Stories Worth Telling: Black Panther and the Rise of Diversity in Popular Culture

Patricia Ng | March 28, 2018

Black Panther 1

No matter what you say about the Marvel cinematic franchise, they are making some bold moves. Rather than simply making films about popular superheroes, they have now moved on to lesser-known characters, especially those belonging to minority groups. The newly released Black Panther is certainly one of their best examples. Featuring T’Challa (Black Panther), the king of the fictional African nation Wakanda, as the lead, the film can be seen as yet another attempt to diversify the entertainment industry. In recent years, Hollywood has been producing more and more movies with female leads and a culturally diverse cast, like the upcoming female spin-off of Ocean’s Eleven and the multi-ethnic cast in the new Star Wars reboot films. There is nothing wrong with creating films that don’t have white male leads, and we should welcome narratives that promote diversity. Yet, with the rise of such a trend in popular culture, one has to question what it means for a diverse narrative to be good.

It is easy to dismiss the films we watch as pure entertainment. However, the truth is there is an enormous weight of responsibility that comes with every narrative. Each story, whether consciously or not, carries a central theme that promotes a certain ideology, and this ideology shapes our cultural values and beliefs, or, conversely, reflects our current values and beliefs. For diverse narratives, this responsibility is even more significant. In a society where discrimination is still a prominent issue, diverse narratives have the power to show the world how people of different cultural backgrounds live. As former First Lady Michelle Obama says, “For so many people, television and movies may be the only way they understand people who aren’t like them.” [1] If done right, the representation of minorities in the entertainment industry can prompt interesting discussions and change our perceptions of minority cultures. In this sense, simply changing the gender of characters from popular movie franchises or casting an ensemble of actors with different cultural backgrounds is not enough. The narrative has to situate itself in our contemporary cultural debate and inspire the audience to think about issues social minority groups are facing today. This is where Marvel’s Black Panther succeeds.

Black Panther 2

Other than the fact that Black Panther features a cast of black actors and actresses, and has an African-American director, the film puts forward a thought-provoking question: what does power mean for people of color and if they have the power to change the world, how should they make use of it? [2] This debate is best represented in the film’s protagonist and antagonist. As Robert McKee states, “A protagonist and his story can only be as intellectually fascinating and emotionally compelling as the forces of antagonism make them.” [3] A sophisticated and well-written conflict between good and evil is one where the antagonist is a foil for the protagonist, and in Black Panther, Erik “Killmonger” Stevens is the perfect villain to challenge T’Challa’s beliefs and ideals. T’Challa, as leader of Wakanda, adheres to the ways of his ancestors and keeps vibranium, a powerful metal that Wakandans use to develop their technology, a secret from the world, so that this precious resource will not be misused by others. On the other hand, Killmonger believes that the metal should be a resource shared with the world, so that his African brothers and sisters can have the power to fight against their oppressors. In this sense, the battle between T’Challa and Killmonger is not one of power, but one of belief, and what makes this conflict compelling is that while both characters’ actions are questionable, their motives are understandable. With the Black Lives Matter movement still an on-going topic and the debate for minority rights an issue, the question that Black Panther poses through its two major characters is one that is worth pondering: if people of color are given the power to better their current predicament, should they use it solely for the benefit of their immediate community, or should they use it against their oppressors? Or, as the ending of the film proposes, is there an alternative solution?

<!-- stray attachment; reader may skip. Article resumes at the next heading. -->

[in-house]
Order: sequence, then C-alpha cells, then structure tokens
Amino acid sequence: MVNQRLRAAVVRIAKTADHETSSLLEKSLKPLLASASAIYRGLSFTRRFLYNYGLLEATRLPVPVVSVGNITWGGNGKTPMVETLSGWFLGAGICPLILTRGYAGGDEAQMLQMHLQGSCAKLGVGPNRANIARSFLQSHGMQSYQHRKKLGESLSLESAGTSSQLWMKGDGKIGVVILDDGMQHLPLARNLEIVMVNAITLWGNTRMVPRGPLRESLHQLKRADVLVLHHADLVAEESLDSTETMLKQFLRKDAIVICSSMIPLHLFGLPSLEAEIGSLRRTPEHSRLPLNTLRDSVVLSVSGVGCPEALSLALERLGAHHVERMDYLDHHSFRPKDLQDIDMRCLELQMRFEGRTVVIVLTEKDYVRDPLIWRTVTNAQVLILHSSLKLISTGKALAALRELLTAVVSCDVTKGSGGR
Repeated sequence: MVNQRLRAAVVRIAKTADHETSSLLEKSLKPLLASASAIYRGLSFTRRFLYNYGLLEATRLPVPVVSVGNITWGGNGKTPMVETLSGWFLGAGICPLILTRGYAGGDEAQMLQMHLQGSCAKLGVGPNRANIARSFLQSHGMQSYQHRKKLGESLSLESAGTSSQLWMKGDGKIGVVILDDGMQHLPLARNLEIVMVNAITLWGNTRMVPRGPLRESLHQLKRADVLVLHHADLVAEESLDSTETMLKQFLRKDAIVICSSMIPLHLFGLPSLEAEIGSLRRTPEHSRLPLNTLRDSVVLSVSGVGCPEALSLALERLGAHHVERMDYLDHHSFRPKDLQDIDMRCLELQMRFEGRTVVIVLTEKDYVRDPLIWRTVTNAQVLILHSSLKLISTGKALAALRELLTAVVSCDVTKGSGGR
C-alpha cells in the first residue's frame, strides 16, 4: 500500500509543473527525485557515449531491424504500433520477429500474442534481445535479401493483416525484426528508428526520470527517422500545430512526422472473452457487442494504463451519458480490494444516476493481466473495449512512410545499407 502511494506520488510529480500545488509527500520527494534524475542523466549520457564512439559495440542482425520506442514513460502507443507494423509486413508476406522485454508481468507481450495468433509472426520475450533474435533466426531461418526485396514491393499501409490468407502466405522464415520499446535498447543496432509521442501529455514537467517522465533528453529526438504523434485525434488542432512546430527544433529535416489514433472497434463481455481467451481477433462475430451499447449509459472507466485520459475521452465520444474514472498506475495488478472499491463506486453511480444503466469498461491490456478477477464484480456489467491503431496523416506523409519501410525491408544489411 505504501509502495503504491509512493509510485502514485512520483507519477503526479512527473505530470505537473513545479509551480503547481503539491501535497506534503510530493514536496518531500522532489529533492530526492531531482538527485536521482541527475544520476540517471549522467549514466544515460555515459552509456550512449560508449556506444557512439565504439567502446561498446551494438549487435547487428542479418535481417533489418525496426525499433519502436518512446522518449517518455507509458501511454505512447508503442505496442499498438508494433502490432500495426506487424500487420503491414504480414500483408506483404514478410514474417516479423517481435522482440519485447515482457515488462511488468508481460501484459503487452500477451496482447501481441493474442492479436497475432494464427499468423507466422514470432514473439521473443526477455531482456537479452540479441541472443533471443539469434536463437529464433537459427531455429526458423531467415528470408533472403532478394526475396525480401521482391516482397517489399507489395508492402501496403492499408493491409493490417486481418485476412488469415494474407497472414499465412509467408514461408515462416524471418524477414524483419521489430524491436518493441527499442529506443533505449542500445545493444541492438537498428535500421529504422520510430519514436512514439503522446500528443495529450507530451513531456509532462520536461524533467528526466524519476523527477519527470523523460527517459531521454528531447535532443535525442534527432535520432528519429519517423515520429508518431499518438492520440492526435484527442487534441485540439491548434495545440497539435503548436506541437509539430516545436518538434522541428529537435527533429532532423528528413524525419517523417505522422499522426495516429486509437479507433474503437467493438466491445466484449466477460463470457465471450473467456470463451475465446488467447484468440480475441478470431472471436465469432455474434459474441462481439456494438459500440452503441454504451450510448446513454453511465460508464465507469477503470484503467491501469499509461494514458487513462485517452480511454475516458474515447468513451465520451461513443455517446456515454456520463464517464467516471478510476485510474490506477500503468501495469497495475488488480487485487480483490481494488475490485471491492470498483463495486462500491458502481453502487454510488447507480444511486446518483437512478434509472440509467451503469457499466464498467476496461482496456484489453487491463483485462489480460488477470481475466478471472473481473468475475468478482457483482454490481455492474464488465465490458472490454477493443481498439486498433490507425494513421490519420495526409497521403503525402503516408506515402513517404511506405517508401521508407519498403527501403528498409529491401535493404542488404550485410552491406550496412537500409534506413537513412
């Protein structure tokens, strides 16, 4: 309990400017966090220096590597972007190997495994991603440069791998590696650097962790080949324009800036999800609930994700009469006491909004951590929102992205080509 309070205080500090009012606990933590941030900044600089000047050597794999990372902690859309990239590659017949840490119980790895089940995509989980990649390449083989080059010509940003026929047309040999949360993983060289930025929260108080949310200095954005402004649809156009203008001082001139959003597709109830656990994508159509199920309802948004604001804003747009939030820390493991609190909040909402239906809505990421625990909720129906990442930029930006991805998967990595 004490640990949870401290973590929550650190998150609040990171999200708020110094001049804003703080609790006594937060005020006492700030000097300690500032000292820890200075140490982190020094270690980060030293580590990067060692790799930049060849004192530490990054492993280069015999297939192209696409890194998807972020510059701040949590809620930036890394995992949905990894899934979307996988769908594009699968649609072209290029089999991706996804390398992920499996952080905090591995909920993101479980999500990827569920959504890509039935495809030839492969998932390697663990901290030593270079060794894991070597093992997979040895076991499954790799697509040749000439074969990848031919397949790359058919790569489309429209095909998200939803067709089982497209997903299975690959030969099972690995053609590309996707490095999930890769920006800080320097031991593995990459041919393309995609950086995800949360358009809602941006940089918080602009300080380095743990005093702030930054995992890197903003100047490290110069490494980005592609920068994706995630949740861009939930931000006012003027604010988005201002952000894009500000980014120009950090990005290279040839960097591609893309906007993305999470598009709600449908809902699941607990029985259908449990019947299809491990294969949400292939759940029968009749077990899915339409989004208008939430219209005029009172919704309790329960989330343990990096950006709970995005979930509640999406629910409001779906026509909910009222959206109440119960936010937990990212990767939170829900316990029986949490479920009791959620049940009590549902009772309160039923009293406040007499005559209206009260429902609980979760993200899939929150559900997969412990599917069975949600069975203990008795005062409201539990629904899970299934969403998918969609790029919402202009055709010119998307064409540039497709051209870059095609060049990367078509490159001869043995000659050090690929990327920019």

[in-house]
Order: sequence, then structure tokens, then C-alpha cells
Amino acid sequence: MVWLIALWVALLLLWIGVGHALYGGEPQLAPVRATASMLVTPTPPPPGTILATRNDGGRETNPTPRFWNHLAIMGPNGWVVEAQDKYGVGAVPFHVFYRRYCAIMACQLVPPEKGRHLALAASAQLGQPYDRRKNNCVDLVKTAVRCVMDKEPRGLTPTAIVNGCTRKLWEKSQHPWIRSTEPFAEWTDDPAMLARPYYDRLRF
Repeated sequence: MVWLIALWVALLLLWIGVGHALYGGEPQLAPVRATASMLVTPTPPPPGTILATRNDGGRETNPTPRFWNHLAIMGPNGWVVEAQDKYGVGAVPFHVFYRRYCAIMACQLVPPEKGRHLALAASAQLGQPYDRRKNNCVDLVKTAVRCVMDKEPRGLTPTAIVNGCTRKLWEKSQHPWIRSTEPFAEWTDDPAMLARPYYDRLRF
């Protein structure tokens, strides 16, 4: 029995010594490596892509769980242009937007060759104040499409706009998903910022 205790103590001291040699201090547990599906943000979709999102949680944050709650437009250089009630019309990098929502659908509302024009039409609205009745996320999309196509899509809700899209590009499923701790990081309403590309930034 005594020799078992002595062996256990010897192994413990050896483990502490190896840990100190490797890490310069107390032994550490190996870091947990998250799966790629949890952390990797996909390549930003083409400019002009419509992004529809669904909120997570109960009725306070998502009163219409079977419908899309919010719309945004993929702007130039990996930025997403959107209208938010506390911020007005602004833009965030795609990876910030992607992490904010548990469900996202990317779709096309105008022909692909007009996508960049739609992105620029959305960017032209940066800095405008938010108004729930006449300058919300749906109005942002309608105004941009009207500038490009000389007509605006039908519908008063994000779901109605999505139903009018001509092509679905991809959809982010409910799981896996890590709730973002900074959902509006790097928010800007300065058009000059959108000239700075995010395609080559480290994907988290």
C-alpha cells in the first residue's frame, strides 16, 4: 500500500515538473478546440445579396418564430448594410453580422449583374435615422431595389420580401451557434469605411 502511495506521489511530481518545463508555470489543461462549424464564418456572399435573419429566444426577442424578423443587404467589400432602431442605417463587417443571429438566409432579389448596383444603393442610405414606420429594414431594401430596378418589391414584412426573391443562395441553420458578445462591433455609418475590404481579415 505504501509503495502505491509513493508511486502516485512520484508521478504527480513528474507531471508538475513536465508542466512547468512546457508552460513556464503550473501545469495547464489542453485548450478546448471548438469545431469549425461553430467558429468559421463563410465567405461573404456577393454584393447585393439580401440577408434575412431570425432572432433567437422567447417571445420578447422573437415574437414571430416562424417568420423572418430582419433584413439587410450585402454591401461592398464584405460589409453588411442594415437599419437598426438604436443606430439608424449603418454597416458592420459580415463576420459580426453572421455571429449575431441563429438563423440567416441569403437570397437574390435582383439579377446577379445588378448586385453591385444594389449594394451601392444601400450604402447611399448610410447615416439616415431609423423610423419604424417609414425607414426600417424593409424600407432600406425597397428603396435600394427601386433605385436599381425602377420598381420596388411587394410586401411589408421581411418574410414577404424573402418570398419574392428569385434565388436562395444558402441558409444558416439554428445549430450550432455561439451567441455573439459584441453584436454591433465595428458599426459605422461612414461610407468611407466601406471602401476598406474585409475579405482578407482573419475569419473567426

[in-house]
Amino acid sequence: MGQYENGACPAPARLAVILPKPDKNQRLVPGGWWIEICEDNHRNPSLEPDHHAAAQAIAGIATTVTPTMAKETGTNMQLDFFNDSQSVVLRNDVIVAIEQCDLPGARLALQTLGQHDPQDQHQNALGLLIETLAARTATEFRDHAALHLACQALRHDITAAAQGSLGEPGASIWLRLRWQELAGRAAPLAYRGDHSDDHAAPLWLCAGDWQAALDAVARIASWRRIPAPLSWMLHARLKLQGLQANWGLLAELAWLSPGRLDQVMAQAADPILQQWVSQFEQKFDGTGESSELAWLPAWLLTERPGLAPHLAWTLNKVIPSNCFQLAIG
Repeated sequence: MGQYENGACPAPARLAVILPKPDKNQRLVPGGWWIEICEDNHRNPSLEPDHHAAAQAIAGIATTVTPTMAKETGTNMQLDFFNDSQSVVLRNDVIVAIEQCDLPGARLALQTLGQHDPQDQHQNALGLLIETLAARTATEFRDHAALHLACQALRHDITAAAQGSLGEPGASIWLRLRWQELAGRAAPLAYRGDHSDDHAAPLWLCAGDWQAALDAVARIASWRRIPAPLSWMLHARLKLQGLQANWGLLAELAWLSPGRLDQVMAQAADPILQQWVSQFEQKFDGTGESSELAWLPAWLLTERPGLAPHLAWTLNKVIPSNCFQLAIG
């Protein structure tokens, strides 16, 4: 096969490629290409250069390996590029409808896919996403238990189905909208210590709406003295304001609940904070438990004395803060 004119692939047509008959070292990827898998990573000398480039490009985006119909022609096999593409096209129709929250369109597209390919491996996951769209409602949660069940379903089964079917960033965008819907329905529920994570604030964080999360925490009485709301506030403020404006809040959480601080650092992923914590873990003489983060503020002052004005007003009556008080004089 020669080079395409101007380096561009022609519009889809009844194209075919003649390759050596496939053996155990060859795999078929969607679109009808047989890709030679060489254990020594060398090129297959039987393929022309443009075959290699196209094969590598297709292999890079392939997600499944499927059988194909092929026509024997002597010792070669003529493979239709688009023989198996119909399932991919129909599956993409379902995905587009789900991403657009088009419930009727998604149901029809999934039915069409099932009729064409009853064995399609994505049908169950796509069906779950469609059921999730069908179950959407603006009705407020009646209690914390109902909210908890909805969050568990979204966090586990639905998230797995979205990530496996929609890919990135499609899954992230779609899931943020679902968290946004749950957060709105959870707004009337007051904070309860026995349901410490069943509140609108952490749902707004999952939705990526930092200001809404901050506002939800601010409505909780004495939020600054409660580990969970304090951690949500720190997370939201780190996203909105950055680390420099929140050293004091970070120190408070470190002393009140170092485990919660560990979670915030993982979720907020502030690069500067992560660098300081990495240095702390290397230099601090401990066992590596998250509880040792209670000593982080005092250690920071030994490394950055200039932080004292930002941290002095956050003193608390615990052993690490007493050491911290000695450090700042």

Marvel’s newest addition to their cinematic franchise is not just a film showing that people of color can also be heroes, but a film that delves into serious issues on race and power. It is the attempt to address and present the complexity of African-Americans’ struggle for equality that makes the film a cultural success. This is the diverse narrative we need – one that not only shows diversity, but responds to it.


About Patricia

I wish to be a sorceress practicing ancient magic and raising kittens in a shire. For the time being, I am doing my MSc in Literature and Modernity at the University of Edinburgh and drowning in one story after another. I particularly like contemporary fiction and fantastic narratives.

Article edited by Dhanya Baird and Lucy Hargrave

Works cited

Official trailer for Black Panther:

https://www.youtube.com/watch?v=xjDjIWPwcPU

References

[1] Jones, Nate. “Michelle Obama Explains Why Representation in Pop Culture Matters.” Vulture, 23 August 2016, http://www.vulture.com/2016/08/michelle-obama-on-why-tv-representation-matters.html

[2] Smith, Jamil. “The Revolutionary Power of Black Panther: Marvel’s new movie marks a major milestone.” Time, n.d., http://time.com/black-panther/

[3] McKee, Robert. Story: Substance, Structure, Style, and the Principles of Screenwriting. Methuen Publishing Ltd, 1999.

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